2 Terrell, David G. additional historiographical methods were introduced by Braudel? What criticisms were levied against
historians? What trends emerged in the post-Braudelian
paradigm? Since classical times, historians in the West have written in a variety of genres. The first dominant paradigm was narrative or exemplar history, used most often to chronicle political and military events. It had the practical goal of training the next generation of citizens and leaders by providing
selected examples “in the didactic sense of being illustrative of what the society, through the historian, desires to inculcate and what it wants to warn against.”
Such histories evolved from Herodotus’ pure
rration, making no connection between events and conditions, through Thucydides’ systematic explanations, to Polybius’ methodical application of observations of human nature to the explanation of
historical context. Extolling the great deeds of great men remained the dominant form of history through subsequent centuries of piecemeal modification, first by Christian and then by humanist historians until the narrative form was challenged during the Enlightenment, around the middle of the eighteenth century. E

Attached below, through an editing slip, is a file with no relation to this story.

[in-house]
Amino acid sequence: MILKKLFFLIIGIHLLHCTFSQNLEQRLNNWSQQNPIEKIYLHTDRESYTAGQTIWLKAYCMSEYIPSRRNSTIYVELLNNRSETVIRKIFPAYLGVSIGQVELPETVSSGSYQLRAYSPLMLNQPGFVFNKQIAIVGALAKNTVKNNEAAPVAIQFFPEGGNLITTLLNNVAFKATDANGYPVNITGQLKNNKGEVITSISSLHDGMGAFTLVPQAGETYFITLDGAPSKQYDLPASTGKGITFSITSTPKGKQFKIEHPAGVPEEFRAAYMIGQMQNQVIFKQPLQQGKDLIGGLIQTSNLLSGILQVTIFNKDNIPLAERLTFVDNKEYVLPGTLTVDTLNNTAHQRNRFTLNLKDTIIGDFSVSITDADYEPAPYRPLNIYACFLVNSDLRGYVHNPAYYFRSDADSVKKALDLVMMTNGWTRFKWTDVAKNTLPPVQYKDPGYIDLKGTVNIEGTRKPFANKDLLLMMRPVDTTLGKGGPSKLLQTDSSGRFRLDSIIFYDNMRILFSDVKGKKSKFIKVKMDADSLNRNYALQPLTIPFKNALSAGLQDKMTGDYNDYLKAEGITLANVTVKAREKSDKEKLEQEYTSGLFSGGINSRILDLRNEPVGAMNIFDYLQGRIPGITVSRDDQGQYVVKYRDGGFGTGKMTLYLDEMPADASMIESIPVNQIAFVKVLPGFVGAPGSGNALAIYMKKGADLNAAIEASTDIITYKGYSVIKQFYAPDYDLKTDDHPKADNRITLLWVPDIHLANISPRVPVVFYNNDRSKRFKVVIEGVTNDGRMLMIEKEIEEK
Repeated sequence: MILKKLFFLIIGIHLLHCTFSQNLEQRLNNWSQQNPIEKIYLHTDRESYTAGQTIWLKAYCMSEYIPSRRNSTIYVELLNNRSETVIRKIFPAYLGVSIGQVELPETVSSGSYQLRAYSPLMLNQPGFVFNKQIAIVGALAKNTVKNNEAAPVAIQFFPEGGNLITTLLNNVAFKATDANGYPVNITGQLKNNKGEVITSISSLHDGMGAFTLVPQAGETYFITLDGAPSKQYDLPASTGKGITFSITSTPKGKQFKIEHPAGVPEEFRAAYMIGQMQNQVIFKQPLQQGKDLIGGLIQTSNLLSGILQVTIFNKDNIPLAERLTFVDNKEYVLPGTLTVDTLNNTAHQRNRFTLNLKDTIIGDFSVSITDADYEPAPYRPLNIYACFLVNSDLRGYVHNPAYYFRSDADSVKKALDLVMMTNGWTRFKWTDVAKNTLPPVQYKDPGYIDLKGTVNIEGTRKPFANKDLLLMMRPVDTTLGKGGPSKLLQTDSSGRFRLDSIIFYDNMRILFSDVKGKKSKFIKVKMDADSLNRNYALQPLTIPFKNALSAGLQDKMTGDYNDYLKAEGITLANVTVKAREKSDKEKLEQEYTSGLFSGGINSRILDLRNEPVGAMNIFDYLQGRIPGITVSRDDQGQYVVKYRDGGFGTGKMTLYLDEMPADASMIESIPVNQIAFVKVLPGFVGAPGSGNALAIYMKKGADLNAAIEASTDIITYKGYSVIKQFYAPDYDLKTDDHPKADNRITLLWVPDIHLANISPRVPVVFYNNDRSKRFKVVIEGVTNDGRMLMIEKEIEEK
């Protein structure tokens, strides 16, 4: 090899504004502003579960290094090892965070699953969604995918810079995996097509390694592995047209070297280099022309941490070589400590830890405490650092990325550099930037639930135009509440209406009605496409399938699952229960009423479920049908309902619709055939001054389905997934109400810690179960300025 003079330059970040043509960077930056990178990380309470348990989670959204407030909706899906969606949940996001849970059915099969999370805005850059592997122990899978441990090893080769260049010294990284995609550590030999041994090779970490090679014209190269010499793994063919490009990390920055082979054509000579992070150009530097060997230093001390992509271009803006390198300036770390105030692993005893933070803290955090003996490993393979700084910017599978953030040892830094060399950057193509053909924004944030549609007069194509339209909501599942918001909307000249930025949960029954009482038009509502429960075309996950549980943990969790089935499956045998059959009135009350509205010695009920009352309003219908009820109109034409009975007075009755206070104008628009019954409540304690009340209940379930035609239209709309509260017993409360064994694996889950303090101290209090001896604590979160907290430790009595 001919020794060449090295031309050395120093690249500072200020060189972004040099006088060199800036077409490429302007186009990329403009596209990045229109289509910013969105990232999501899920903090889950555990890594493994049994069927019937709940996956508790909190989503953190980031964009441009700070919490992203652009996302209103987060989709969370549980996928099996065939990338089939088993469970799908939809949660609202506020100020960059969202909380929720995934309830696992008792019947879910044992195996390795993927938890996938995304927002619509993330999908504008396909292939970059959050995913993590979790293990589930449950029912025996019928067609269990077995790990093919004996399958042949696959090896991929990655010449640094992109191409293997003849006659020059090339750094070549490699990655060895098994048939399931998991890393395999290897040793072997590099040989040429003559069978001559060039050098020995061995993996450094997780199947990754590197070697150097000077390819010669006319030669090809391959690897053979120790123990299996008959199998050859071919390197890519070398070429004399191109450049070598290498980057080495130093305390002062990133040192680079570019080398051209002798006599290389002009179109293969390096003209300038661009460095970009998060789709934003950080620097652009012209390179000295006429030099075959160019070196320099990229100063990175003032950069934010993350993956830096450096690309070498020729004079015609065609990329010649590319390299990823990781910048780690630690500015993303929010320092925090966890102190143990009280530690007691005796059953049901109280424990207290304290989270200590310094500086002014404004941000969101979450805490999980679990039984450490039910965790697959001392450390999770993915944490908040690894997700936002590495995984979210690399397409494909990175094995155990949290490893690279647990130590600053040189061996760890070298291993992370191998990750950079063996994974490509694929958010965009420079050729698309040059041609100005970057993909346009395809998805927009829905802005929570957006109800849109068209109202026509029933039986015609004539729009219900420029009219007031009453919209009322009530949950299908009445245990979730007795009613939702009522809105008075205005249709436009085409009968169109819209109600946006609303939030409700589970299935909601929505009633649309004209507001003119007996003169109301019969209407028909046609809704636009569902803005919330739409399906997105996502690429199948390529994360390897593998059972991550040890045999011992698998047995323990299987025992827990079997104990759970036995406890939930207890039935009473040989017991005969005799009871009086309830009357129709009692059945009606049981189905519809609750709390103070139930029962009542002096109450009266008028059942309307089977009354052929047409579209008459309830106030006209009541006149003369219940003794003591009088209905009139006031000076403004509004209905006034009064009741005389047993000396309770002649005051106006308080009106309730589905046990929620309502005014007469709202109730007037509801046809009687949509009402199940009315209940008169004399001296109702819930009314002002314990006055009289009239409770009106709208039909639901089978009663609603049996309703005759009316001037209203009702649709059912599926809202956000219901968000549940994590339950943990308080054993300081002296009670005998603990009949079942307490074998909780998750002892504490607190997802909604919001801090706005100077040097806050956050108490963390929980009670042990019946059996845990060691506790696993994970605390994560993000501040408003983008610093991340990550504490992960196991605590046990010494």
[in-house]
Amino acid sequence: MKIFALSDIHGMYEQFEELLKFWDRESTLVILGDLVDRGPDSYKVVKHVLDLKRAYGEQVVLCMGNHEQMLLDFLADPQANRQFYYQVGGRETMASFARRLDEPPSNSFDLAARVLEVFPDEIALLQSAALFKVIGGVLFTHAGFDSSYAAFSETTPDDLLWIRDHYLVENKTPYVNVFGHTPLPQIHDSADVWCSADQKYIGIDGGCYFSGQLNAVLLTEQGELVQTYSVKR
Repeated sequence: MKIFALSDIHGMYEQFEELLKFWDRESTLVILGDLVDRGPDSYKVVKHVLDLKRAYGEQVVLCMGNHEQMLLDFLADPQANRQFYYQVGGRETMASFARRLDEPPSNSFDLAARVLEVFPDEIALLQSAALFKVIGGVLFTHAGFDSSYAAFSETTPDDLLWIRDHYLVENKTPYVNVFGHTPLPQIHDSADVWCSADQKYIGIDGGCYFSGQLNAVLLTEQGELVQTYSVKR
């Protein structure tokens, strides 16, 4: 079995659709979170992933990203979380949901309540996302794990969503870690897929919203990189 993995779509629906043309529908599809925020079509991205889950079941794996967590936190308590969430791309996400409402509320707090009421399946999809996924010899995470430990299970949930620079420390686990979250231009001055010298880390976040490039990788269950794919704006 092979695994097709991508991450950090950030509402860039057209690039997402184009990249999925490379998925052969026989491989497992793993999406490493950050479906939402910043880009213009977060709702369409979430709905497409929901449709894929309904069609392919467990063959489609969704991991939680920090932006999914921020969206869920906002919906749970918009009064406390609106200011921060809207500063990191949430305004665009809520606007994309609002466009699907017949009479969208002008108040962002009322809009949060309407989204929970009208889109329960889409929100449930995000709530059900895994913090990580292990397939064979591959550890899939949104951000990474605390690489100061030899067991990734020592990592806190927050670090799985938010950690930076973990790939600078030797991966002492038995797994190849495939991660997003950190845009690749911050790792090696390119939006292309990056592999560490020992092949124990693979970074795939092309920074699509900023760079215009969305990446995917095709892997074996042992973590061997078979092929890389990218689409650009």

nlightenment writers, becoming interested in a “history of society” that would include laws and
trade, morals, and manners, strived to create their vision of a rational,
historiography. These h
istorians, as “rational individuals operating in a
world where natural laws endowed and safeguarded
, examined events, hoping to discover universal laws of human development. Historians of the Enlightenment
focused on history’s
usefulness in promoting nationalism and cultural pride
In the fragmented German states
, historians were admonished “to understand the unique situation
existing at a given time and place and to use general terms and insights solely to elucidate the concrete.
They allied themselves with classical philology and drew upon legal studies and text analysis, in an
French Historical Method: The Annales paradigm.
(Ithaca, New York: Cornell University Press, 1976), 26.
Historiography: Ancient, Medieval, and Modern.
(Chicago: University of Chicago Press, 1983), 200.